The Main Thing People Think Texas' Attorney General Does (But Really Doesn't)
Texas' current Attorney General, Republican gubernatorial candidate Greg Abbott, has his own memorable description for his job.
"My job description has been simplified over the past four years," Abbott said during a speech in April. "Because what I do is I go into the office, I sue the federal government and then I go home."
Abbott was purposely oversimplifying what his office does, but defending the state's laws is a key element.
"The attorney general is really the state’s attorney," says former State Solicitor General Julie Parsley. "He or she defends the state’s laws and constitution. They represent the state and its agencies, which is a very important thing to do. But there’s also … a myriad of things that they do by state law, too."
Parsley points to consumer protection as another top role of the AG's office. It's the Attorney General's job to watch out for things like price gouging during natural disasters and enforcing child support orders. The AG also has oversight of charitable institutions.
But there's one thing some people assume the office does that it doesn't.
"The Texas Attorney General is not a crime fighter," says Hugh Brady, director of the Legislative Lawyering Clinic at the UT School of Law.
Of course that hasn't stopped some AG candidates from playing up the role of crime fighter when running for office.
"Back in the 70’s, you would see some candidates running for AG who would be standing in a jail cell, and they’d slam the jail door and they’d say, 'I’m going to put criminals behind bars!'" Parsley says. "Putting criminals behind bars is not their primary job."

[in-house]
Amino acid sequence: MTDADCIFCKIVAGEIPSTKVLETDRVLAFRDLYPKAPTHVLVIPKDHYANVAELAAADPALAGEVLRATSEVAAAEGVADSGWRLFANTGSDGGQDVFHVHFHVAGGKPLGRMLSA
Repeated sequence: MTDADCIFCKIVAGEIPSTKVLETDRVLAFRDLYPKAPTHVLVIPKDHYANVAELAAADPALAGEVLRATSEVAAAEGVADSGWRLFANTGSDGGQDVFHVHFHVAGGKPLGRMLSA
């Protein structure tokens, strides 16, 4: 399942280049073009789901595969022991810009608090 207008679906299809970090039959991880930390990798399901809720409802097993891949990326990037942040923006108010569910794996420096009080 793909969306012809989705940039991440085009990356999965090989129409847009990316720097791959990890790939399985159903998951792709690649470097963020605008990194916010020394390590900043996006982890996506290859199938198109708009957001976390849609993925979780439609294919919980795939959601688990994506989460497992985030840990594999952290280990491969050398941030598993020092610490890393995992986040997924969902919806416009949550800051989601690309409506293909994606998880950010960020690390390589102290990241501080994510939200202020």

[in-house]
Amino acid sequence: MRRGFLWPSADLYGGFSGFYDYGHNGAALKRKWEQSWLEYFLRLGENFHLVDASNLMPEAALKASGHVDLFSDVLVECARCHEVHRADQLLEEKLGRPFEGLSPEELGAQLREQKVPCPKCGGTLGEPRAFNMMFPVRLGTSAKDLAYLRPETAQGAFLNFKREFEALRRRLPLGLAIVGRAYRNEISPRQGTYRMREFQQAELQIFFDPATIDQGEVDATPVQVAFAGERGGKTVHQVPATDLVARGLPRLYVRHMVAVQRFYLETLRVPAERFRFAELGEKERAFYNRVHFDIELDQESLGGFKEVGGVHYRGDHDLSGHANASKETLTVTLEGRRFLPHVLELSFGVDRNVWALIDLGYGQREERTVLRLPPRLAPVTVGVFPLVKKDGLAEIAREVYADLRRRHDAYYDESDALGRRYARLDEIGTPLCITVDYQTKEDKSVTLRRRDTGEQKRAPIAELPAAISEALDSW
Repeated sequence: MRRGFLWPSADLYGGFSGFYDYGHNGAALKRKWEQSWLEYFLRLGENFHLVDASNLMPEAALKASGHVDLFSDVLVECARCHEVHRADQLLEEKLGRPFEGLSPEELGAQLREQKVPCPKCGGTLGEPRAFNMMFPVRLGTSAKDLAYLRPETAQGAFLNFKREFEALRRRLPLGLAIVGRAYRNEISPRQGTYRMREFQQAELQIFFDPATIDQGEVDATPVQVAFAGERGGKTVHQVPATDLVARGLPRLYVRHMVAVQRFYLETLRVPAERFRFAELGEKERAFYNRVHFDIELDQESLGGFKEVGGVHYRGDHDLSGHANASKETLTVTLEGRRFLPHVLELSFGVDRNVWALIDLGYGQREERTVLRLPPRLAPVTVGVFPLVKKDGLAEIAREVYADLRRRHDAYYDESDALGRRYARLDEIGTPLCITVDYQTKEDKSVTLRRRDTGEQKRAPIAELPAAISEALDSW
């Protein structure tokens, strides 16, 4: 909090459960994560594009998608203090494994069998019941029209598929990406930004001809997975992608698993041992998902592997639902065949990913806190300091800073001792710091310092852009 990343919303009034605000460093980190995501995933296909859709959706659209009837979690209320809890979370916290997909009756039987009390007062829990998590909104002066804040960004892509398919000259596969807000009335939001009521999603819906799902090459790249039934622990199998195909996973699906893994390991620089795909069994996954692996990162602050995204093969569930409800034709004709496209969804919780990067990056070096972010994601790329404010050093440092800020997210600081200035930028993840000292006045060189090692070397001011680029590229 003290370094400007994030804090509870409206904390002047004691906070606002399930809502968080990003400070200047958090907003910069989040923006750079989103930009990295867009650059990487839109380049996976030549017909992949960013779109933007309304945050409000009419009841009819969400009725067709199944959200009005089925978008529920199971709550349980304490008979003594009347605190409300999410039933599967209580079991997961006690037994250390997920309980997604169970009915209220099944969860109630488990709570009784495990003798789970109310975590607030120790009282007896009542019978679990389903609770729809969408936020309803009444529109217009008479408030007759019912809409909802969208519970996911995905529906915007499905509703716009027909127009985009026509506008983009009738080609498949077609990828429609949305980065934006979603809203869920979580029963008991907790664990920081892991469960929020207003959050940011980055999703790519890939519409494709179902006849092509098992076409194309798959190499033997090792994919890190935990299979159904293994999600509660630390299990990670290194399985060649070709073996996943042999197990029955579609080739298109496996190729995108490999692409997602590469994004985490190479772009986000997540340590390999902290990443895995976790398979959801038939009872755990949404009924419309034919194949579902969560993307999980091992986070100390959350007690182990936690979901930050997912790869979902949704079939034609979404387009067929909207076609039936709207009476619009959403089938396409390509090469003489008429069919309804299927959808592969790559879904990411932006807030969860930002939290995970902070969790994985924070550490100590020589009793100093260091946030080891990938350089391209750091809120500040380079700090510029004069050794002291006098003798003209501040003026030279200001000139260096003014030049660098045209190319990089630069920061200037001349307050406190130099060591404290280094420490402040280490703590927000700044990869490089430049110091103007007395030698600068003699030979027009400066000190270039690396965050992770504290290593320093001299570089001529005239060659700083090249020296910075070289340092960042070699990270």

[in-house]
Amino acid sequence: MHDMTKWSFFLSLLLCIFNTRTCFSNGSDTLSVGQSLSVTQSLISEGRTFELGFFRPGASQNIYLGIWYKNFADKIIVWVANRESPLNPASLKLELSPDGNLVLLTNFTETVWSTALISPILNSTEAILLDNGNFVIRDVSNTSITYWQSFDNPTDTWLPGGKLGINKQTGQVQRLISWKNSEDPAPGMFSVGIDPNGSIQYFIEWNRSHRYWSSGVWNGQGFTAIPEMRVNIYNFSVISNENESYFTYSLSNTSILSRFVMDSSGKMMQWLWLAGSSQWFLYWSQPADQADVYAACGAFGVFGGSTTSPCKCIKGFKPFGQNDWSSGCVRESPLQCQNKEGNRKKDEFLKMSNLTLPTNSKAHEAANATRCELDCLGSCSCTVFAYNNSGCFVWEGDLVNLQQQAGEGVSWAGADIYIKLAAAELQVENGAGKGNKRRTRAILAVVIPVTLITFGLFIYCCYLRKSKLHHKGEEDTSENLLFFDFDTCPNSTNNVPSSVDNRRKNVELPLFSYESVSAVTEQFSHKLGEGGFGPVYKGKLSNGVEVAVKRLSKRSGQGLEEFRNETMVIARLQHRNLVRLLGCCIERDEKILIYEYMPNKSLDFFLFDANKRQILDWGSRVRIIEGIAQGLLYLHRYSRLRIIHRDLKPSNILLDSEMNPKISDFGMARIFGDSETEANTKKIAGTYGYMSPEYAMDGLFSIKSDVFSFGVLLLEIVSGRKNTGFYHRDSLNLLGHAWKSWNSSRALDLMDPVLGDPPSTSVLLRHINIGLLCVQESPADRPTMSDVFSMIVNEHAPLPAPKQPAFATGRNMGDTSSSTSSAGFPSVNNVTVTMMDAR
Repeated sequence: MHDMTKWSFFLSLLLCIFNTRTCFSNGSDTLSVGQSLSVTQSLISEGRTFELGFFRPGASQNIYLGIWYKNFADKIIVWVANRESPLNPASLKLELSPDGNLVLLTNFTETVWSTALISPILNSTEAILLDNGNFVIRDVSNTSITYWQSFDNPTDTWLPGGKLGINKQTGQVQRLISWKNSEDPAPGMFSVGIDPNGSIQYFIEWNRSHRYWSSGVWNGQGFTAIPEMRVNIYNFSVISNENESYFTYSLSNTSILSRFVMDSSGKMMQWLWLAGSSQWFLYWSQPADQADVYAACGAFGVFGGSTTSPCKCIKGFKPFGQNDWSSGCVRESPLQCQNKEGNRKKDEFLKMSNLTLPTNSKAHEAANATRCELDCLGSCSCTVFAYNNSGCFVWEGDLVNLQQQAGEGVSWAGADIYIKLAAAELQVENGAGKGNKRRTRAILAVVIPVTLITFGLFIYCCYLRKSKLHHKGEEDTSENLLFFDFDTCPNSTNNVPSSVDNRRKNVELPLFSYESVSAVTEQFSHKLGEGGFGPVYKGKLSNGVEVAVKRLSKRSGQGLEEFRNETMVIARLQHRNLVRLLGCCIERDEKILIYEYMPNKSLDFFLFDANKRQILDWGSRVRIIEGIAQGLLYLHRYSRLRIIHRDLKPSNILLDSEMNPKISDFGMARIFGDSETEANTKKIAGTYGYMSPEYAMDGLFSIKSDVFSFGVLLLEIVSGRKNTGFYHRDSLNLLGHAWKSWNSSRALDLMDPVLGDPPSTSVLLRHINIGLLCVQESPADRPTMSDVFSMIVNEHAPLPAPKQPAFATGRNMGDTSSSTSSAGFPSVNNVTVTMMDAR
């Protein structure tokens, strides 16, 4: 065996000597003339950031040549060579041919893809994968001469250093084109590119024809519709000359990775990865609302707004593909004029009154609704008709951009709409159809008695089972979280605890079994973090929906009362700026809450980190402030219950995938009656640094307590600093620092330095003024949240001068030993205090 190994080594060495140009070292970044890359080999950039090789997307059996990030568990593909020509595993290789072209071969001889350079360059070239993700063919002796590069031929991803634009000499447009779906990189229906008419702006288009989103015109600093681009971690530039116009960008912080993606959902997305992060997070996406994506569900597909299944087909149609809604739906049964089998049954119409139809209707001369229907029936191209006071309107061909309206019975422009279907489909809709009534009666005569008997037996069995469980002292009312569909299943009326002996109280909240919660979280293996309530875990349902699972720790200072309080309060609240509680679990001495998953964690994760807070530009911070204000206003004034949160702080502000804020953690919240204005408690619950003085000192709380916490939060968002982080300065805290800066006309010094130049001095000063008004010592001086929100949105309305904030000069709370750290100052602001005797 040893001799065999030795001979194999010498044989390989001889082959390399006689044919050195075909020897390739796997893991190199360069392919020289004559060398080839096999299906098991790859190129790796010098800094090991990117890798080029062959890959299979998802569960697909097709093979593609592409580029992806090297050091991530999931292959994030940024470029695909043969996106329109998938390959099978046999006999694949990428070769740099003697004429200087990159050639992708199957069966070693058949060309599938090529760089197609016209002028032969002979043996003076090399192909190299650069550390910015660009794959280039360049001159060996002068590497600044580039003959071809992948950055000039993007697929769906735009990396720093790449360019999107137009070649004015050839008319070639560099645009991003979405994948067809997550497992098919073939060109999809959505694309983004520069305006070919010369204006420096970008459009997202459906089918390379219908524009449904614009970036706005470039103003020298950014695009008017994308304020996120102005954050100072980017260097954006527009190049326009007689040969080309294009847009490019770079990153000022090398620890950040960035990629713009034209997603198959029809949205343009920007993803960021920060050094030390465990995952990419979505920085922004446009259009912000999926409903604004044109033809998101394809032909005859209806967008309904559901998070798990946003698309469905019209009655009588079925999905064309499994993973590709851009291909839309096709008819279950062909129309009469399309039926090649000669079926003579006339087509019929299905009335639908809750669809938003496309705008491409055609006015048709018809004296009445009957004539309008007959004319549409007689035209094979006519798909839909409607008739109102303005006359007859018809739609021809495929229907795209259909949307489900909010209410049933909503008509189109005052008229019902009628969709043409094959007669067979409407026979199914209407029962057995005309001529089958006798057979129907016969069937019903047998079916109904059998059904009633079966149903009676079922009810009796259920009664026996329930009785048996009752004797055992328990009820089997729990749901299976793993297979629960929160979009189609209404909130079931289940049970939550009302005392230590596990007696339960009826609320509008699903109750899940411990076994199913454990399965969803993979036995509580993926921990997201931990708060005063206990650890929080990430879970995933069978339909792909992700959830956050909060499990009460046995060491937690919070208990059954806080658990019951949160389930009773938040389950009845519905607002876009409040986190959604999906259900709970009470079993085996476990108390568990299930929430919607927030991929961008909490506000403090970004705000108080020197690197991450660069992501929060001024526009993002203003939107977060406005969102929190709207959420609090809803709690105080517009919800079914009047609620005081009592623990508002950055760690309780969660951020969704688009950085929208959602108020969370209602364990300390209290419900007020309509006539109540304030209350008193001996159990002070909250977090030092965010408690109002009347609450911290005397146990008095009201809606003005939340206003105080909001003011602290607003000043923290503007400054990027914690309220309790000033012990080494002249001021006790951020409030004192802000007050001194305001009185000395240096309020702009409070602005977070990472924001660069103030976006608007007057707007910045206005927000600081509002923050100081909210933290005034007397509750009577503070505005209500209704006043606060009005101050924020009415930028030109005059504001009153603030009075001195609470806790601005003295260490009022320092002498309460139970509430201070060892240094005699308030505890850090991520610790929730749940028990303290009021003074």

There are some exceptions. If a local district attorney is recused from a case, the AG's office will step in to take it over. Or if a local district attorney needs help prosecuting a case, again the AG's office is there to help out.
So what qualifies someone to perform all these duties?
"Well, of course, you have to be an attorney. And you have to live in Travis County, I believe … under the constitution," Parsley said.
But how you use your law degree is up to you. Abbott and his predecessor, current U.S. Senator John Cornyn, both sat on the Texas State Supreme Court before becoming Attorney General. Is that experience a necessity?
"Whether you have to do something like that, I don't think it's necessarily required. But I think it certainly has its benefits," Parsley says.
She thinks the benefit is having a deeper understanding of state law in general – but its experience none of the candidates vying to replace Abbott have.
Here's a quick cartoon explainer of the AG's office, from KUT's Mike Lee: